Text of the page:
About Art History News

Welcome to Art History News. It began in 2011 by Dr. Bendor Grosvenor, an art historian, writer, and broadcaster. The aim is to provide a useful source for art history related news stories, such as exhibitions, research and recently discovered paintings. Between 2020 and 2022 stories were regularly updated by Adam Busiakiewicz, an art historian, lecturer and lutenist based in London. Adam has finished his PhD in Art History at the University of Warwick, and is now a specialist at Sotheby's in London.

AHN welcomes contributions and opinions. We don't have a comments section like most blogs, as all reader feedback is incorporated into the main site, and not ignored in an area where nobody ever goes. So, if you have a news story, or simply want to agree or disagree with what AHN or someone else has said, then please get in touch

About Bendor Grosvenor

Dr. Bendor Grosvenor is an art historian specialising in Old Masters and British pictures, especially portraits. He is best known as the co-presenter of the BBC series 'Britain's Lost Masterpieces', and has discovered a number of important paintings by prominent artists. He is also a writer and a former government adviser on archives and public records. Between 2005 and 2014 he worked in the London art trade, but is now based in Scotland. In 2014 Apollo Magazine included him in their '40 Under 40' feature, and in 2017 the Daily Telegraph named him as one of the 500 Most Influential People in Britain.

Grosvenor has been interested in the history of art since an early age. His first major discovery came in 2004, with a portrait by Sir Thomas Lawrence of a member of the Wellesley family, which he bought at Christie's in London as a work attributed to George Henry Harlow. The portrait was later sold at Sotheby's in London.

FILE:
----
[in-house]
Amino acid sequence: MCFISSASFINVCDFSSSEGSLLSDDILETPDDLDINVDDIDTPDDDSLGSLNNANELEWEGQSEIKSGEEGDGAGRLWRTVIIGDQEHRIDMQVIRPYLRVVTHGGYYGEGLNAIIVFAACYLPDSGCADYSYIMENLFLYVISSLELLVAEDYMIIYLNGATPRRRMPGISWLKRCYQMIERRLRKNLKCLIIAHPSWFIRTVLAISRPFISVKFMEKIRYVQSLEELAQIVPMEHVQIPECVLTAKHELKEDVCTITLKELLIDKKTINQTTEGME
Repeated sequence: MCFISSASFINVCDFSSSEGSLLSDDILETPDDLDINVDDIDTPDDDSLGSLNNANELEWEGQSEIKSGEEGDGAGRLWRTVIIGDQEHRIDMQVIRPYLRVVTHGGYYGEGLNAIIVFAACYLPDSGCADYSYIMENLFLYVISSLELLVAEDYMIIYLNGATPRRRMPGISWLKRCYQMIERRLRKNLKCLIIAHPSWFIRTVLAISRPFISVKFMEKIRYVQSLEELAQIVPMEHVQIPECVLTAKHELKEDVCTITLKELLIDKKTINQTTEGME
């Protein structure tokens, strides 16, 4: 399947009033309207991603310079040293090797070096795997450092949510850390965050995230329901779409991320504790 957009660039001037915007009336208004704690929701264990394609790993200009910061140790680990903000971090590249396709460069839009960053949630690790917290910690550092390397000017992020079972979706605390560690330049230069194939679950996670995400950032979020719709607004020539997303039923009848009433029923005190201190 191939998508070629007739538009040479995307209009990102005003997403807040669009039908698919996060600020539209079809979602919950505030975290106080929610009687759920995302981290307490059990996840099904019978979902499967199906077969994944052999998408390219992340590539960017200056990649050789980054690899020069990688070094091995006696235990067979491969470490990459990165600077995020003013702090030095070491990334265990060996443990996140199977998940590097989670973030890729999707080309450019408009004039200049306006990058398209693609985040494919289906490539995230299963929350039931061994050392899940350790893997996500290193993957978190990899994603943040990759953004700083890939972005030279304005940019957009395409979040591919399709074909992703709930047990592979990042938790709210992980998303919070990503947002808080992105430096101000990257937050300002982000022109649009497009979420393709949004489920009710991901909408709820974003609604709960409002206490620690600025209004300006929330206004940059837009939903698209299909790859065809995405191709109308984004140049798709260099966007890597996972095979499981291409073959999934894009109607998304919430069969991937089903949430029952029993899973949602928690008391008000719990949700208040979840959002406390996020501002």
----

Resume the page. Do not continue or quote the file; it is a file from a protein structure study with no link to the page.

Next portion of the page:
In the years since, he has made a number of notable art historical discoveries. Some of the best known include:

Grosvenor also appeared in the first five series of the BBC1 series 'Fake or Fortune?', the BBC's highest rated fine art programme. His research helped prove the attribution of works by Degas, Van Dyck, Vuillard, Gainsborough and Turner, among others. Other research work has covered subjects as diverse as the relationship between Queen Victoria and John Brown, and the identity of the Flemish sixteenth century court painter, Steven van Herwijck. He recently co-edited a book of documents on Disraeli's foreign policy published by Cambridge University Press for the Royal Historical Society.

Before all the above, he used to work in politics, advising the Conservative Party on arts and heritage, and was a member of the Arts Taskforce set up by former Prime Minister David Cameron under the chairmanship of Sir John Tusa. He limited his political options by writing a book called Crap MPs at the height of the expenses scandal. He also writes regularly for The Financial Times and The Art Newspaper, and has written articles for The Guardian, the British Art Journal, History Today and Country Life. He studied English history at Pembroke College, Cambridge, and UEA. His PhD was on foreign policy in Benjamin Disraeli’s second government. 

He is currently writing a book on the history of British art, to be published by Elliott and Thompson in 2024.

Notice to "Internet Explorer" Users

You are seeing this notice because you are using Internet Explorer 6.0 (or older version). IE6 is now a deprecated browser which this website no longer supports. To view the Art History News website, you can easily do so by downloading one of the following, freely available browsers:

Once you have upgraded your browser, you can return to this page using the new application, whereupon this notice will have been replaced by the full website and its content.